Apr 26, 2023
5 mins read
Future of Work
For many individuals, remote work has afforded them the work-life balance they’ve always been wanting, at least that’s what a recent study discovered. It also provided work opportunities for those who did not have them in an in-office setting. So, it’s probably no surprise that 78% of current remote workers in the United States want to continue working remotely.
But as the song sort of goes: we can’t always get what we want. Well, at least according to the increasing number of companies enforcing return-to-office policies.
With research pointing toward a significant increase in productivity, coupled with a higher level of happiness at work, these corporate return-to-office demands seem unfounded and archaic. Perhaps this movement has more to do with real estate issues than it does with actual employee performance.
Either way, many inaccuracies about remote work exist and are often perpetuated, which could potentially contribute to false assumptions. As companies continue to do battle with employees over where they need to work, it’s important to clear up remote work myths that might exist.
Well, Flexspace begs to differ. We’ve worked for several years now with a global distributed workforce, spread across the United States and the globe. It’s certainly not as easy to build a work culture when your employees are not in one place and at one time. But, with intention and attention, it can absolutely be built, and even better, it can thrive. How? Through specific communication systems, through carefully-chosen and flexible “hours of business,” and all-hands work weeks, where teams get together in person to collaborate personally and professionally. The truth is that having a distributed workforce allowed us to build Flexspace to what it is today; without it – we might have been a completely different company.
And we’re not the only ones. The number of global remote-first organizations is growing rapidly, because they understand that with systems in place, you can build a thriving work culture from anywhere, and you now have access to a talented team to help you do it.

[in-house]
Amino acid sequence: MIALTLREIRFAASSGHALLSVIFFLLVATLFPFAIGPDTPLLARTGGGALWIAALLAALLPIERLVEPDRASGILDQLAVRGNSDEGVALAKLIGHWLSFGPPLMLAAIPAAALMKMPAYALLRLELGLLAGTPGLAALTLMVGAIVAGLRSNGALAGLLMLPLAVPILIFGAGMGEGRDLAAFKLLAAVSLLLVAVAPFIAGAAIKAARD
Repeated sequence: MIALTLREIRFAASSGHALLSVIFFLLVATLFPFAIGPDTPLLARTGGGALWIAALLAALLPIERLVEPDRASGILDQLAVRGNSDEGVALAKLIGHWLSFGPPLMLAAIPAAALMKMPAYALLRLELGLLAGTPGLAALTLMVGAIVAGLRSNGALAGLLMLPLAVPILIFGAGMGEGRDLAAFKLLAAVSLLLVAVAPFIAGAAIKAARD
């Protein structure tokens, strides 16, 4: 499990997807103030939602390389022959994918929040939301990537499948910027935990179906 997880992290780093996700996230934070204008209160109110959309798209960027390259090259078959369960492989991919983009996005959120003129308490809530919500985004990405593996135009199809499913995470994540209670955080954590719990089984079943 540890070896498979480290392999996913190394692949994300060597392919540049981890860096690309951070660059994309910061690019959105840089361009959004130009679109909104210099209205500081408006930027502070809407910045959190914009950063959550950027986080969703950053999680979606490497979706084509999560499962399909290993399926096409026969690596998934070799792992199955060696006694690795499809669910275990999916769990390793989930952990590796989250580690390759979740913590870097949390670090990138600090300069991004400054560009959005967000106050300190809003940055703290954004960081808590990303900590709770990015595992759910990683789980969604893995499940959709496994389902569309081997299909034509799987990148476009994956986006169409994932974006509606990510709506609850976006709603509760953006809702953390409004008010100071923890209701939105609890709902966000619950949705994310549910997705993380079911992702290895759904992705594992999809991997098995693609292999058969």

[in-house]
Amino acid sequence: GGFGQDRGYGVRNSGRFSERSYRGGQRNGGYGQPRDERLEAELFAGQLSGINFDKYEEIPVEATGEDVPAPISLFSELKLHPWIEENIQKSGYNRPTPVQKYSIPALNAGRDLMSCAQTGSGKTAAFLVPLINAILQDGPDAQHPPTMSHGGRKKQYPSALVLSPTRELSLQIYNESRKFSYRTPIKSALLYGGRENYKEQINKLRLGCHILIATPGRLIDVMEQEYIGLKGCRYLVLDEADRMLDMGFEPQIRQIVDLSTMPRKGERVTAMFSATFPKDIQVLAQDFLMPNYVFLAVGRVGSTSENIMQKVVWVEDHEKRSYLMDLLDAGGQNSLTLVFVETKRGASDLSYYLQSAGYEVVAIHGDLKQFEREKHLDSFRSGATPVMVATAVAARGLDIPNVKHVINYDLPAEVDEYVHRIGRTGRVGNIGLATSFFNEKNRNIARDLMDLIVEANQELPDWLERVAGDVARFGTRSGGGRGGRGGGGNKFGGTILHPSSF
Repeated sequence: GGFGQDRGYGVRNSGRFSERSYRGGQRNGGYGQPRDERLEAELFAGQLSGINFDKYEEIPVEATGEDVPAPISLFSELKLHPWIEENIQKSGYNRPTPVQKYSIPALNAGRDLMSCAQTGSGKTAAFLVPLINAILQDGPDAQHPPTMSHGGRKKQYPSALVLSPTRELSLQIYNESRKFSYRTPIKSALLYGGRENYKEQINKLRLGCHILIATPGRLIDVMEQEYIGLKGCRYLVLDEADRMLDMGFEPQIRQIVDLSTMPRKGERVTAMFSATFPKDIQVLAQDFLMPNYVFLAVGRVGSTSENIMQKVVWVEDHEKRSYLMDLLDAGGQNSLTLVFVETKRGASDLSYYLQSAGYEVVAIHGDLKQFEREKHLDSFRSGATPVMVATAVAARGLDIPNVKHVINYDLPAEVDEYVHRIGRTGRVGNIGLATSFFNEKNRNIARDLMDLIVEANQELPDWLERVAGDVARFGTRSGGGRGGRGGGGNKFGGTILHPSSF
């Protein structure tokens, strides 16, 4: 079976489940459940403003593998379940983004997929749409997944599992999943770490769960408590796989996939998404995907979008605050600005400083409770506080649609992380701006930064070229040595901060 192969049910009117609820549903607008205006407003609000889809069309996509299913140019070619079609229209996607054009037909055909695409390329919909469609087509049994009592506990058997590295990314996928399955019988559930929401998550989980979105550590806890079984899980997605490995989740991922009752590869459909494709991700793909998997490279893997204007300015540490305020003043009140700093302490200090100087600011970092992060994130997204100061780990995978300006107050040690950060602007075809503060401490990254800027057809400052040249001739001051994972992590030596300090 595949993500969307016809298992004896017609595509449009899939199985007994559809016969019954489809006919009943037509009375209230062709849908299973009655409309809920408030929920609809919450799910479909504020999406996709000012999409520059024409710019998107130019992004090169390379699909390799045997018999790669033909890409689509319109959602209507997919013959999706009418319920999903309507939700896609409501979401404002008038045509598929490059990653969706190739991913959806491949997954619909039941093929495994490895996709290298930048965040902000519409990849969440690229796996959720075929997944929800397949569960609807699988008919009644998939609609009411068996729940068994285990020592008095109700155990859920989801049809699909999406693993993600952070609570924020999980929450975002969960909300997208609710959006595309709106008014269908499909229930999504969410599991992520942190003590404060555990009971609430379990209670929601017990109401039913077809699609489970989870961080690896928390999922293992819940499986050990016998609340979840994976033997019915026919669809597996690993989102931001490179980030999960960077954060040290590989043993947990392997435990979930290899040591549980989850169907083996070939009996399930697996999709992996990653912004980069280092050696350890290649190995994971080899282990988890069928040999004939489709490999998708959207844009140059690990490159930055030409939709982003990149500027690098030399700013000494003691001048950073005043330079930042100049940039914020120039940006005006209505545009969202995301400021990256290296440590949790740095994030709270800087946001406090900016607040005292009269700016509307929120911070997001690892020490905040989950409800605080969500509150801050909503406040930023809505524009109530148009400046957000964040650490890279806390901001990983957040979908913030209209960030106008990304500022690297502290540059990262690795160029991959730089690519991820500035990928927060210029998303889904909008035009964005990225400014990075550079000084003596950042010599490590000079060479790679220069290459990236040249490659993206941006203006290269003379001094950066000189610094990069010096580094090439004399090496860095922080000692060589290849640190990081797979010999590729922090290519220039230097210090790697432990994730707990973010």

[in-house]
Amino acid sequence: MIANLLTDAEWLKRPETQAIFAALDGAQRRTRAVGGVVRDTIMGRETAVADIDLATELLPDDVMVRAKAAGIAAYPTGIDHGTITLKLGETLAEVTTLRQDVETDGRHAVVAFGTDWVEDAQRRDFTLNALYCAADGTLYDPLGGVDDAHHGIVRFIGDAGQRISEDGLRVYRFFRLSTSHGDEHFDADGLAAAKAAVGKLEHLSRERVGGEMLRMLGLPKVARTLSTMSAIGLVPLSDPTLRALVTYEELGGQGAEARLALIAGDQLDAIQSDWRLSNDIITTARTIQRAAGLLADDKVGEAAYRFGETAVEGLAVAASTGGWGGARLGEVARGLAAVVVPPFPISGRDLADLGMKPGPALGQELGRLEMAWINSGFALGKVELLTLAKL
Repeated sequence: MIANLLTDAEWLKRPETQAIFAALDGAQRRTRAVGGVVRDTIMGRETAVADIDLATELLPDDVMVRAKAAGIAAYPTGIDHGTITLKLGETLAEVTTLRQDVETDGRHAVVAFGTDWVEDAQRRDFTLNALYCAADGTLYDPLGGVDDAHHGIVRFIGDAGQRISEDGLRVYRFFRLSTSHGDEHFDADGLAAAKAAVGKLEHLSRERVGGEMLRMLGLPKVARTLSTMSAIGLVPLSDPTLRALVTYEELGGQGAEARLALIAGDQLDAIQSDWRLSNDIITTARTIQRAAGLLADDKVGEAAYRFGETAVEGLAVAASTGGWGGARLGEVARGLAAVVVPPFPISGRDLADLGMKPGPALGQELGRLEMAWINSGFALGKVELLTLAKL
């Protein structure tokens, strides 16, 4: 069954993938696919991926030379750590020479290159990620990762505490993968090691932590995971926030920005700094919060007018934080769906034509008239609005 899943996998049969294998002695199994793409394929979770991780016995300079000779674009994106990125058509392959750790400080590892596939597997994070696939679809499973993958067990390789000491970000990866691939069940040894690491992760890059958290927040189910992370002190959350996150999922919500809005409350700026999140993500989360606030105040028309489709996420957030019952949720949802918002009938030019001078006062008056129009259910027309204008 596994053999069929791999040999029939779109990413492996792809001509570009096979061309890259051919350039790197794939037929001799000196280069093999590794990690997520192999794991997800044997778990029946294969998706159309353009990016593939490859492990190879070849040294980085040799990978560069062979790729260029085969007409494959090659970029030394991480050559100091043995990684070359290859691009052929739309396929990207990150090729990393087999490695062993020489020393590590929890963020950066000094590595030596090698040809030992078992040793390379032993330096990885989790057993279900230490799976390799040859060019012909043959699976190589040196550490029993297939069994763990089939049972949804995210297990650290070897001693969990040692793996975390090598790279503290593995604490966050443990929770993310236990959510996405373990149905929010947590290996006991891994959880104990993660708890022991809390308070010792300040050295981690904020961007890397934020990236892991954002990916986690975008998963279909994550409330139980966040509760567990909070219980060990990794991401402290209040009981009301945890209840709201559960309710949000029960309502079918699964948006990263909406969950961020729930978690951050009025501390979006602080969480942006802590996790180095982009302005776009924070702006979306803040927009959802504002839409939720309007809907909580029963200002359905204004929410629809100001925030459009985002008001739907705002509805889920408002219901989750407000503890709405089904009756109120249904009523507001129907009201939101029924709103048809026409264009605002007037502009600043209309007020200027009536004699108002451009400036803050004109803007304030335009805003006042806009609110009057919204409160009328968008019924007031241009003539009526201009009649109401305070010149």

It’s true that working remotely does present challenges for collaboration. Simply turning around to chat with a colleague, or grabbing a few of your peers to meet in the conference down the hall is much easier. But thankfully, technology has changed the way we interact as humans.
With various programs and software, we are able to meet via video conferencing, and chat with colleagues from everywhere and anywhere, at any time we need. While we may not be sitting next to each other in a board room, we are doing that virtually.
If couples, even those who live on opposite sides of the world, are able to form close relationships through various technologies and apps, then there’s no reason why work colleagues cannot form meaningful relationships while working remotely. With various technological tools at our fingertips, anything is possible. Many connections have not only been built, but have thrived, without an actual physical office. Again, it requires intention and in some cases, planned events, but with thoughtful consideration, virtual connections are as strong, if not stronger, than those forged through in-person interaction.
It’s important to note that remote workers do need the opportunity to collaborate and connect with their team in an in-person setting. And co-working spaces make that totally possible and very affordable.
In fact, that’s one of the reasons why we started Flexspace: to help companies drive employee engagement by providing them and their employees with a free on-demand workspace platform that allows them to seamlessly book coworking spaces with real-time availability.
Whether it’s for daily or weekly personal use, or for connecting with other team members or clients within a meeting or conference setting, Flexspace helps companies provide intentional opportunities for connection, collaboration, and culture-building.
Remote work doesn’t mean that in-person meetings and collaborative environments aren’t necessary. It just means that you know that the in-person opportunities need to be thoughtful and intentional because you can no longer rely on the water cooler, the break room, or the board room to do that work for you.